This article provides comprehensive research on sub-regional cooperation between former Soviet Union countries in the Black Sea region. Established in 1997, the Organisation for Democracy and Economic Development in Georgia, Ukraine, Azerbaijan, Moldova (ODED-GUAM), united four countries in their desire to proceed with sub-regional cooperation and the ambitious goal of challenging the traditional power distribution in the region. In the first part of this article I discuss the rationale for a new sub-regional organisation and the stages of its development. From the very beginning, the ODED-GUAM prioritised democratic and economic development, where security was a secondary factor. With Russia regaining economic might and strengthening control over the region, the security challenges become a major factor of instability for all members of ODED-GUAM. Starting with Nagorno-Karabakh and Transnistria conflicts in early nineties, continuing with the Georgian War in 2008 and climaxing with Russia's annexation of Crimea in 2014, the region is experiencing long lasting instability with a growing number of "frozen" and ongoing conflicts.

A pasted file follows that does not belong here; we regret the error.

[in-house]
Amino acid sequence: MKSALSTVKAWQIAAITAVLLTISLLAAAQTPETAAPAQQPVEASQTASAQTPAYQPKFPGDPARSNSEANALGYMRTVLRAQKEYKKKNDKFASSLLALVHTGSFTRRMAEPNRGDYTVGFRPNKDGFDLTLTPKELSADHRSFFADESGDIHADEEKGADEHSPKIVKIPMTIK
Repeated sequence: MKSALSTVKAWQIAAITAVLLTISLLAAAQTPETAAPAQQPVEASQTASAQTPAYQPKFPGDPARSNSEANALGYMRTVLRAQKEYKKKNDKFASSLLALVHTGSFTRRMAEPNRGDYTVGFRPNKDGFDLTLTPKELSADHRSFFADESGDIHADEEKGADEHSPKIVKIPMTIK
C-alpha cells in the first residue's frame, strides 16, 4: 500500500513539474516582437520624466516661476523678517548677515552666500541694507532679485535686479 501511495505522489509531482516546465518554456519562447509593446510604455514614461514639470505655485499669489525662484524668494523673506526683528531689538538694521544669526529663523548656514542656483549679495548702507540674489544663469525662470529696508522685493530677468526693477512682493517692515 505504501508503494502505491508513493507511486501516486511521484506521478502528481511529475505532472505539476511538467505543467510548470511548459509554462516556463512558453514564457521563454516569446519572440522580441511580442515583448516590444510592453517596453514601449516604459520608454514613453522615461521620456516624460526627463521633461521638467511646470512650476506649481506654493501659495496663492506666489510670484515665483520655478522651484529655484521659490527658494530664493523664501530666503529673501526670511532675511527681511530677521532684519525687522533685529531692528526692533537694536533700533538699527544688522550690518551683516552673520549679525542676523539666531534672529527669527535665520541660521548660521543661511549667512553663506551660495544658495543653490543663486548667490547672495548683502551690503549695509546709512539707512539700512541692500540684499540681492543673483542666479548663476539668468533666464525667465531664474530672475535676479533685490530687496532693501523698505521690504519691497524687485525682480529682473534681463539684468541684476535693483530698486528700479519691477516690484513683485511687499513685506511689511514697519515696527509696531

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Institute of European, Russian and Eurasian Studies

Nikolko, M. (2019). The annexation of crimea and continuing instability in the Black Sea Region: Dynamics of regional security and new challenges for the Organisation for Democracy and Economic Development (GUAM). Shima, 13(1), 27–43. doi:10.21463/shima.13.1.05